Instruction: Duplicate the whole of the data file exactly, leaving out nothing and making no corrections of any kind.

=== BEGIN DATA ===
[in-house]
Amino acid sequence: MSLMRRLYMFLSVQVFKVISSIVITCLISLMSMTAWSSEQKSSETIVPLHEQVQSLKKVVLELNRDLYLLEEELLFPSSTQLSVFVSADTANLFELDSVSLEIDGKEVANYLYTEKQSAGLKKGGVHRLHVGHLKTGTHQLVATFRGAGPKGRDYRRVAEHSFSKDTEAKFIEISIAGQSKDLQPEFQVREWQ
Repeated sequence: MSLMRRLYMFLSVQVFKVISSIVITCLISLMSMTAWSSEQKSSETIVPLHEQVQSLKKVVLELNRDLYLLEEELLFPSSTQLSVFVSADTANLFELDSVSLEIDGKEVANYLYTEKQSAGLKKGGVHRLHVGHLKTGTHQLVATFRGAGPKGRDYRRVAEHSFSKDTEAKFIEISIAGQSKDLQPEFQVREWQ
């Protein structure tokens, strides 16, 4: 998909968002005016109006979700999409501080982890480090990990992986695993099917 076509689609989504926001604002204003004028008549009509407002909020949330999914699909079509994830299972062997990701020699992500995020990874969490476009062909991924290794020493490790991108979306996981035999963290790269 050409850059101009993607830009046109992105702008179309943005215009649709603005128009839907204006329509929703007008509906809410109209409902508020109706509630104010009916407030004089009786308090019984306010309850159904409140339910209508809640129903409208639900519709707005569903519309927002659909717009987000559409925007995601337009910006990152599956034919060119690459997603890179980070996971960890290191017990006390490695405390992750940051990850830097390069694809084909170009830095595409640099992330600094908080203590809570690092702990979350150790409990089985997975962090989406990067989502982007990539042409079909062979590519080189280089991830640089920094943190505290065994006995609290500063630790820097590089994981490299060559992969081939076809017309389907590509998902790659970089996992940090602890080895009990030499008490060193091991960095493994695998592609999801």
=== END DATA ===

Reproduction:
[in-house]
Amino acid sequence: MSLMRRLYMFLSVQVFKVISSIVITCLISLMSMTAWSSEQKSSETIVPLHEQVQSLKKVVLELNRDLYLLEEELLFPSSTQLSVFVSADTANLFELDSVSLEIDGKEVANYLYTEKQSAGLKKGGVHRLHVGHLKTGTHQLVATFRGAGPKGRDYRRVAEHSFSKDTEAKFIEISIAGQSKDLQPEFQVREWQ
Repeated sequence: MSLMRRLYMFLSVQVFKVISSIVITCLISLMSMTAWSSEQKSSETIVPLHEQVQSLKKVVLELNRDLYLLEEELLFPSSTQLSVFVSADTANLFELDSVSLEIDGKEVANYLYTEKQSAGLKKGGVHRLHVGHLKTGTHQLVATFRGAGPKGRDYRRVAEHSFSKDTEAKFIEISIAGQSKDLQPEFQVREWQ
């Protein structure tokens, strides 16, 4: 998909968002005016109006979700999409501080982890480090990990992986695993099917 076509689609989504926001604002204003004028008549009509407002909020949330999914699909079509994830299972062997990701020699992500995020990874969490476009062909991924290794020493490790991108979306996981035999963290790269 050409850059101009993607830009046109992105702008179309943005215009649709603005128009839907204006329509929703007008509906809410109209409902508020109706509630104010009916407030004089009786308090019984306010309850159904409140339910209508809640129903409208639900519709707005569903519309927002659909717009987000559409925007995601337009910006990152599956034919060119690459997603890179980070996971960890290191017990006390490695405390992750940051990850830097390069694809084909170009830095595409640099992330600094908080203590809570690092702990979350150790409990089985997975962090989406990067989502982007990539042409079909062979590519080189280089991830640089920094943190505290065994006995609290500063630790820097590089994981490299060559992969081939076809017309389907590509998902790659970089996992940090602890080895009990030499008490060193091991960095493994695998592609999801």